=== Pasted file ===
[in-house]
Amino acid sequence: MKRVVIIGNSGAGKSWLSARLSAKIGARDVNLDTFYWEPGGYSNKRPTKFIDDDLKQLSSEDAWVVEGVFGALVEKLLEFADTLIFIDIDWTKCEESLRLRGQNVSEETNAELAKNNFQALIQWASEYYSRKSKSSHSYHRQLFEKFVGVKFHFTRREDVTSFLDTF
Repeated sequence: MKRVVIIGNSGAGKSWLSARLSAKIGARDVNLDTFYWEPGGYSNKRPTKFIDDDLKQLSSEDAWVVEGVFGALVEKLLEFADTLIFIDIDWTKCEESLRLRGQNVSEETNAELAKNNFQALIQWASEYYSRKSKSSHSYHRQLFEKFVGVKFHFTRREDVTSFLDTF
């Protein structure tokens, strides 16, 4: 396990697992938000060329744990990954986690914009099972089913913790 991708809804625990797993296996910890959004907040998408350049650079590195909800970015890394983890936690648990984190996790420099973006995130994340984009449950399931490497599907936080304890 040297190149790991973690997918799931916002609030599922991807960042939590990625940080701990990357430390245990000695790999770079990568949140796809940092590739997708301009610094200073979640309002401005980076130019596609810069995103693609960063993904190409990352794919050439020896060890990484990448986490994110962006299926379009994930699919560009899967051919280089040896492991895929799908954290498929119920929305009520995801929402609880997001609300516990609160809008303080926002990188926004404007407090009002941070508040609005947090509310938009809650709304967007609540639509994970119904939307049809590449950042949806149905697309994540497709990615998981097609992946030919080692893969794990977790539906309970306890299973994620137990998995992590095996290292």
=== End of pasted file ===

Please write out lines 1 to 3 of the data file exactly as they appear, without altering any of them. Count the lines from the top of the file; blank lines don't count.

[in-house]
Amino acid sequence: MKRVVIIGNSGAGKSWLSARLSAKIGARDVNLDTFYWEPGGYSNKRPTKFIDDDLKQLSSEDAWVVEGVFGALVEKLLEFADTLIFIDIDWTKCEESLRLRGQNVSEETNAELAKNNFQALIQWASEYYSRKSKSSHSYHRQLFEKFVGVKFHFTRREDVTSFLDTF
Repeated sequence: MKRVVIIGNSGAGKSWLSARLSAKIGARDVNLDTFYWEPGGYSNKRPTKFIDDDLKQLSSEDAWVVEGVFGALVEKLLEFADTLIFIDIDWTKCEESLRLRGQNVSEETNAELAKNNFQALIQWASEYYSRKSKSSHSYHRQLFEKFVGVKFHFTRREDVTSFLDTF